• This level of micromanaging an assignment might seem excessive, especially for older students. However, providing step-by-step instructions while chunking a multi-step task will be crucial for student success during distance learning. This is especially true for students with different learning needs or executive functioning deficits.
  • It would also be helpful for teachers to include suggested time management tips for assignments as well. A top complaint that parents are voicing is the amount of time their children are spending trying to decipher their assignments.
  • Teachers should consider including the amount of time that each task should take in the instructions. That way, students who may plan on taking an hour to complete a 20-minute assignment can adjust their workload appropriately.
  • Use specific language in the directions that you would like students to use in their assignment. For instance, directions for analyzing a videotaped science lab should include content-specific language that students need to know as part of the unit. For example, teachers should bold or italicize the terms hypothesis or variable so that students key in on important aspects of the task.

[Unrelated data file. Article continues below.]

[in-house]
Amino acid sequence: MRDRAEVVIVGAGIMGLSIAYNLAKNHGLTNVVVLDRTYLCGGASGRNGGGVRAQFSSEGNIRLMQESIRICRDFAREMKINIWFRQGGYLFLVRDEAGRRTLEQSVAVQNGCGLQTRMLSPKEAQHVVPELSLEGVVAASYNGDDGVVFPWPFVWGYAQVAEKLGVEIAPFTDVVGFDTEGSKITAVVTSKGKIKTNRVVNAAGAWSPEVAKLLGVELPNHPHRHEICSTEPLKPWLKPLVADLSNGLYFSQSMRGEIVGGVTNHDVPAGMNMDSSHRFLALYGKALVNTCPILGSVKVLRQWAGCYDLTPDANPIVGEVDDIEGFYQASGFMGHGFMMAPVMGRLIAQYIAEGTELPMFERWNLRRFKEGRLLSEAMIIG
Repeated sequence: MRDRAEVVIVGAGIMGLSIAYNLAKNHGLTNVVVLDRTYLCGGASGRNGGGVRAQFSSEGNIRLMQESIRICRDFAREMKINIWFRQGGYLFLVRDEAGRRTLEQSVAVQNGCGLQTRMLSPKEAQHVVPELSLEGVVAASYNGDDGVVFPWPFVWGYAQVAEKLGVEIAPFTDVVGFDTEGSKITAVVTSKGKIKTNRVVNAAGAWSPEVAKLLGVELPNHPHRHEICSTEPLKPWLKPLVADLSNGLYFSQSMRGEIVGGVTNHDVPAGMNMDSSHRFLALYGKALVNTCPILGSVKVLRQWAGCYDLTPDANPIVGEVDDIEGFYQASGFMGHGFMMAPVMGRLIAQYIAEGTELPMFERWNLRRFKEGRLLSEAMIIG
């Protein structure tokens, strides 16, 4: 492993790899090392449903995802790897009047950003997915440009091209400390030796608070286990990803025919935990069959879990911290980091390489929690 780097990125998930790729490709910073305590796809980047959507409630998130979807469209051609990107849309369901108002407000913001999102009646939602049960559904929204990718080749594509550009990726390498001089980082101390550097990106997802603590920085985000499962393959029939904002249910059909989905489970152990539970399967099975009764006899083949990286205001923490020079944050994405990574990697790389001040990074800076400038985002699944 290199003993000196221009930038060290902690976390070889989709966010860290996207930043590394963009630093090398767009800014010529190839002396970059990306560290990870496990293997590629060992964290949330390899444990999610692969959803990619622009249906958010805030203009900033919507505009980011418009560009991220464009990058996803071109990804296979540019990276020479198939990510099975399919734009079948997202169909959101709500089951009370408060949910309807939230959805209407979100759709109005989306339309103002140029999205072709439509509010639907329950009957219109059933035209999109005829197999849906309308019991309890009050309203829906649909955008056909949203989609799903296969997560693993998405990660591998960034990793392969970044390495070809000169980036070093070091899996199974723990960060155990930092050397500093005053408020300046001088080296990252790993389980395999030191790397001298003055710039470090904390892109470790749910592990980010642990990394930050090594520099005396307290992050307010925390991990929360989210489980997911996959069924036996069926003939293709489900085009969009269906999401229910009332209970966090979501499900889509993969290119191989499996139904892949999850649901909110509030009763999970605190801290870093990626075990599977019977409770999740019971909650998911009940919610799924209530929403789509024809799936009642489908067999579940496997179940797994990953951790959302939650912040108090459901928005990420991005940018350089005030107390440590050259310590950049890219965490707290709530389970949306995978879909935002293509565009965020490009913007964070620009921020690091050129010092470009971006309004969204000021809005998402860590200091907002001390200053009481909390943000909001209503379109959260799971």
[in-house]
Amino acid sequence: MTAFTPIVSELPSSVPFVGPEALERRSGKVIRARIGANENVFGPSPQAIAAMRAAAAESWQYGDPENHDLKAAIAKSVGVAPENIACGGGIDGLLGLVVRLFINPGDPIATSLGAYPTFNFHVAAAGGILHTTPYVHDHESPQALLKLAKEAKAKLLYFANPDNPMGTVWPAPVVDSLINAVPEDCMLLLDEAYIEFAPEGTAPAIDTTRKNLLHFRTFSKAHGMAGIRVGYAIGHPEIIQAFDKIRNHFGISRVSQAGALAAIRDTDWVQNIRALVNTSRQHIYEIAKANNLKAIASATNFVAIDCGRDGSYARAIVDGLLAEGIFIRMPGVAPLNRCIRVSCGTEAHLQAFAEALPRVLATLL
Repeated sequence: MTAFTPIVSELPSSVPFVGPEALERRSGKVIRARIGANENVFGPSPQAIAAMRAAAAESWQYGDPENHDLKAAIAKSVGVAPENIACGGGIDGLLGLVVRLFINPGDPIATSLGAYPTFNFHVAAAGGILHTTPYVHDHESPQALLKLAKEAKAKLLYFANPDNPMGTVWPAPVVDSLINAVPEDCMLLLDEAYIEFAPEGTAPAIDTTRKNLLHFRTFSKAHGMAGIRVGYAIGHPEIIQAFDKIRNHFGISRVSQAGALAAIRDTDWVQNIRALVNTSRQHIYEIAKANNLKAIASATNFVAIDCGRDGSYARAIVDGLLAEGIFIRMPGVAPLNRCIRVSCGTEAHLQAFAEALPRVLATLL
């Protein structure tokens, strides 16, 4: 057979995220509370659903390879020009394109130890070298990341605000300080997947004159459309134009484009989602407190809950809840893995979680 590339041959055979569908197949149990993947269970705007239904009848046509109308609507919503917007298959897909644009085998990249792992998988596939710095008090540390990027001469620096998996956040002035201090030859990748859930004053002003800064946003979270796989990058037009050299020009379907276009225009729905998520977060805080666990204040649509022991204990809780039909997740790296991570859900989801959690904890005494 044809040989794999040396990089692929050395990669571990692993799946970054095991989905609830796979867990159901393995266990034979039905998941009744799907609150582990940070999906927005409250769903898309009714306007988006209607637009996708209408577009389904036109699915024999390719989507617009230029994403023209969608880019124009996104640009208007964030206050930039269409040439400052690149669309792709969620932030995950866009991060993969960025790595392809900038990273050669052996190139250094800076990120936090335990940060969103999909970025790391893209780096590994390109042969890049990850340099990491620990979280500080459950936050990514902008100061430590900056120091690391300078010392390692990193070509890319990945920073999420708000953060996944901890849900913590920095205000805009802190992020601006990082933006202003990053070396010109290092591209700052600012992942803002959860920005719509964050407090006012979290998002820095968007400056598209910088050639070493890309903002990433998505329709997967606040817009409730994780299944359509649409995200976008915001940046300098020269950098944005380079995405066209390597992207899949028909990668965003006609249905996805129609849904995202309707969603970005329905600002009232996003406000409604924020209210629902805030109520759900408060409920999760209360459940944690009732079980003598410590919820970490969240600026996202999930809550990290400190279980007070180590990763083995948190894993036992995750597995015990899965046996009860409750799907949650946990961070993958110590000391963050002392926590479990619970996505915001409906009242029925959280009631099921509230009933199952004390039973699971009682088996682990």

• Add specificity to your standard rubrics. What teachers thought was a clear rubric is likely lacking since we are unable to verbally explain grading as we typically would in class. If the history essay rubric requires “mastery in voice and structure,” teachers should clarify what that should look like.
  • For instance, the rubric might need to include guiding questions for each category. Do you maintain present tense throughout? Do you introduce your body paragraphs with sound claim statements? Do you utilize unit vocabulary throughout?
  • This level of specified directions may seem tedious at first, compared to our normal way of orally explaining tasks in the classroom. However, front loading assignments with ultra-clear directives will allow your students to not only comprehend the task, but also regain a sense of confidence in this new method of teaching and learning.

Making Remote Education Work for Students with Special Education Needs

It is increasingly remarkable to think that just a few weeks ago, students and teachers were still in class, working towards end-of-quarter goals. So much has changed as Covid-19 has spread across the nation, shuttering schools indefinitely and leading students, parents, teachers and administrators to ask: What do we do now?

 

Learning never stops—it just changes course.

Many students were sent home with assignments to complete and deadlines to meet. Others are accessing online materials and connecting remotely with instructors. In some places, students are even taking a short break from the standard curriculum to explore educational videos, podcasts, interactive games and virtual museum tours.